METHODS: In this retrospective study, 97 leukapheresis procedures for 85 individuals mobilized only with granulocyte colony-stimulating factor were analyzed. The product samples were analyzed for CD34+ cells, red blood cells (RBCs), white blood cells, and platelet contents. The difference in overall product composition was compared between the equipment through Mann–Whitney U-test.
RESULTS: Both the equipment had similar CD34 and mononuclear cells (MNC) harvested in the product. However, Spectra Optia had statistically significantly lower product volume than MCS+ (215 mL vs. 260 mL, P = 0.04). Similarly non-CD34 composition such as RBC content per apheresis was six-fold higher (27 mL vs. 4 mL) and platelet contamination (1601 vs. 1275 × 109/L) was relatively higher with MCS+ over Spectra Optia. No relationship was observed between the CD34 concentration in the product and RBC and platelet contamination between both the equipment.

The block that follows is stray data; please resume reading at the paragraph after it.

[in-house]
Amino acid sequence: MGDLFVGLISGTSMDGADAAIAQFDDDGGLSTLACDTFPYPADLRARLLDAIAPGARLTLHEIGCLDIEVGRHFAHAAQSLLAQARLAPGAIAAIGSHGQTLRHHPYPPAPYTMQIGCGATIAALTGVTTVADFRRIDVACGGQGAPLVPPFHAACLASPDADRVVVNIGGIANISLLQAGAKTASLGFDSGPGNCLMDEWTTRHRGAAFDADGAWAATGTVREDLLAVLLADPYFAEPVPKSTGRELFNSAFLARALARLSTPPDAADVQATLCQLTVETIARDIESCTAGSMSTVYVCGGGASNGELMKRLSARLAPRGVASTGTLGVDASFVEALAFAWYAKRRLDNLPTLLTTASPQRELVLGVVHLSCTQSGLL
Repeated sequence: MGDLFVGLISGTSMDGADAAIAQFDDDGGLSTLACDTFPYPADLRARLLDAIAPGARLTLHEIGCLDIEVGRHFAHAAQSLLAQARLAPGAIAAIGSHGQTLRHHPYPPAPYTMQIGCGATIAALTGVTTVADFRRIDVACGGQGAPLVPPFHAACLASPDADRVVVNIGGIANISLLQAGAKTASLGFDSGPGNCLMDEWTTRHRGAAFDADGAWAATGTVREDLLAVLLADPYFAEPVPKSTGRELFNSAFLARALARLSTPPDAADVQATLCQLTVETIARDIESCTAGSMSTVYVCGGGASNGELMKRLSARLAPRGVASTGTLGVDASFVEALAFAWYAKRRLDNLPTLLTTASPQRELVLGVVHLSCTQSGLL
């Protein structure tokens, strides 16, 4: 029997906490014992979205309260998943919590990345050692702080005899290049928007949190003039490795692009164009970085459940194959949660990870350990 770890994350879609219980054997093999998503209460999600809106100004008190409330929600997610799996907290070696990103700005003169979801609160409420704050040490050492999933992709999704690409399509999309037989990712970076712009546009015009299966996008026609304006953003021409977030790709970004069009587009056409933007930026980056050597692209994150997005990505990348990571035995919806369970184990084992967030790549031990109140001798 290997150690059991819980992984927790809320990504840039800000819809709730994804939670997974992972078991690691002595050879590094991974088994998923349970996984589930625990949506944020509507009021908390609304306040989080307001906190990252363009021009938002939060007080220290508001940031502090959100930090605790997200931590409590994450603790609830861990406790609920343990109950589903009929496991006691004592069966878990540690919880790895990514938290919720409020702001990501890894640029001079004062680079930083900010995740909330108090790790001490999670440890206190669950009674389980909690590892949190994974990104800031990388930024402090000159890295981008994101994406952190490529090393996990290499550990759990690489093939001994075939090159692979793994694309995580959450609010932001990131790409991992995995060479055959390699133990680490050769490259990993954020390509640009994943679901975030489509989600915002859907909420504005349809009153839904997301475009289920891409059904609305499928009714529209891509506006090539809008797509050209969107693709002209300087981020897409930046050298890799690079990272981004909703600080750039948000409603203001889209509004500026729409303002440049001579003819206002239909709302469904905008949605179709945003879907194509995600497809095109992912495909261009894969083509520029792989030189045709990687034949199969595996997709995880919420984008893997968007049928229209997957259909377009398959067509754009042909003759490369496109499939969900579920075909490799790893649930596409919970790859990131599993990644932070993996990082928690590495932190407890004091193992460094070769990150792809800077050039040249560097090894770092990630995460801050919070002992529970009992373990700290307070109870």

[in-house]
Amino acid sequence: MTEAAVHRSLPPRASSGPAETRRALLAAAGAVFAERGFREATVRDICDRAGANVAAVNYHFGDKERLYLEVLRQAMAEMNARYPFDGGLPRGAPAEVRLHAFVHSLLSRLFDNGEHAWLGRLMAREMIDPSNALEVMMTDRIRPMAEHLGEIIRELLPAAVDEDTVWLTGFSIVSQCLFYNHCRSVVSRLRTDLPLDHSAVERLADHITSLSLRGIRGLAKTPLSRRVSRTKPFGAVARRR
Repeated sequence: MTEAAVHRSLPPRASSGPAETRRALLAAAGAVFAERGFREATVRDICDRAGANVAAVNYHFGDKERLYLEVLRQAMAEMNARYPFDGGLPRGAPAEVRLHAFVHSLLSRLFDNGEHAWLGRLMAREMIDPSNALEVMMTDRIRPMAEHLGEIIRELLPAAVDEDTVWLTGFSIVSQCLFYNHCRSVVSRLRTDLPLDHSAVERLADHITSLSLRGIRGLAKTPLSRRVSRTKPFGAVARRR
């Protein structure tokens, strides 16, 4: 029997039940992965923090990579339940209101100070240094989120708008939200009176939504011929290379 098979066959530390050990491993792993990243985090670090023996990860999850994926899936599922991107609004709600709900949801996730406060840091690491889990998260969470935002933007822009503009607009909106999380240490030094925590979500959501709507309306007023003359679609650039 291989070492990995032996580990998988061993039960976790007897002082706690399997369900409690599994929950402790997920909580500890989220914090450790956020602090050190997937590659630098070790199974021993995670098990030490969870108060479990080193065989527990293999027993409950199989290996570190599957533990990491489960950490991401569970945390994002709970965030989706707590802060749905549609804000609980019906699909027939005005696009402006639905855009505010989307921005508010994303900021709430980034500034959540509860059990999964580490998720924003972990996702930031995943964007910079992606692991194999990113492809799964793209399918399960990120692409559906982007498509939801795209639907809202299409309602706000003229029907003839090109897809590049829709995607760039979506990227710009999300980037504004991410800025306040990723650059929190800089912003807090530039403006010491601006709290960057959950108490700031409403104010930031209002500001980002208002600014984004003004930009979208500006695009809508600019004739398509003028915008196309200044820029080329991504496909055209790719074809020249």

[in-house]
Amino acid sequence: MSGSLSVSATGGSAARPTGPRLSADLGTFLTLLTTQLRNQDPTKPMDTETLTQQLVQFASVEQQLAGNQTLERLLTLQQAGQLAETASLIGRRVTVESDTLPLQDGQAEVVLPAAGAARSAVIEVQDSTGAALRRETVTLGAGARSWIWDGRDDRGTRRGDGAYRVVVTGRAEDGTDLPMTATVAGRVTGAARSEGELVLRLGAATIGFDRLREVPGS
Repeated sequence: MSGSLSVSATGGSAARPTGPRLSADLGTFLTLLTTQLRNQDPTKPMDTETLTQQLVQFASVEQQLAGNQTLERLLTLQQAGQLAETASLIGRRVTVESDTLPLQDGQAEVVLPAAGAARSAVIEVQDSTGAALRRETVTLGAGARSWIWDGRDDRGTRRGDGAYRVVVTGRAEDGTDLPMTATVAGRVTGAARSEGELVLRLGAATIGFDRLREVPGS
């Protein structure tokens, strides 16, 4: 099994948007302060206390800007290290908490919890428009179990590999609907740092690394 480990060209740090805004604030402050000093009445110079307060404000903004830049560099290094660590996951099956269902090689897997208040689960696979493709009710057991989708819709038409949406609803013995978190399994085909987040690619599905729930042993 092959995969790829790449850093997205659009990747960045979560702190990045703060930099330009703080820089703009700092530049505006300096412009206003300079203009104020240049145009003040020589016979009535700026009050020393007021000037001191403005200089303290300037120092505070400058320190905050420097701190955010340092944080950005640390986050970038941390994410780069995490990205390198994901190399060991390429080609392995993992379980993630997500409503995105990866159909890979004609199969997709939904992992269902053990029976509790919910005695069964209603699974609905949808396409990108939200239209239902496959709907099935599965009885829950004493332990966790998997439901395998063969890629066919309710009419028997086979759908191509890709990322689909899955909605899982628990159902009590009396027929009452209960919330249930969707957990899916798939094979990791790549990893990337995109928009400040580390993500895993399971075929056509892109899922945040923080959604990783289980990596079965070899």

CONCLUSION: Both equipment collect adequate CD34 and MNC cells; however, Spectra Optia is preferred due to product quality in terms of less product volume with minimal RBC and platelet contamination.

Keywords: CD34, leukapheresis, MCS+® , Optia, red blood cell contamination


How to cite this article:
Murugesan M, Chellaiya GK, Nair CK, Nayanar SK. Analysis on the composition of leukapheresis product – A comparison between MCS+® + and spectra optia® apheresis equipment. J Appl Hematol 2021;12:1-5

How to cite this URL: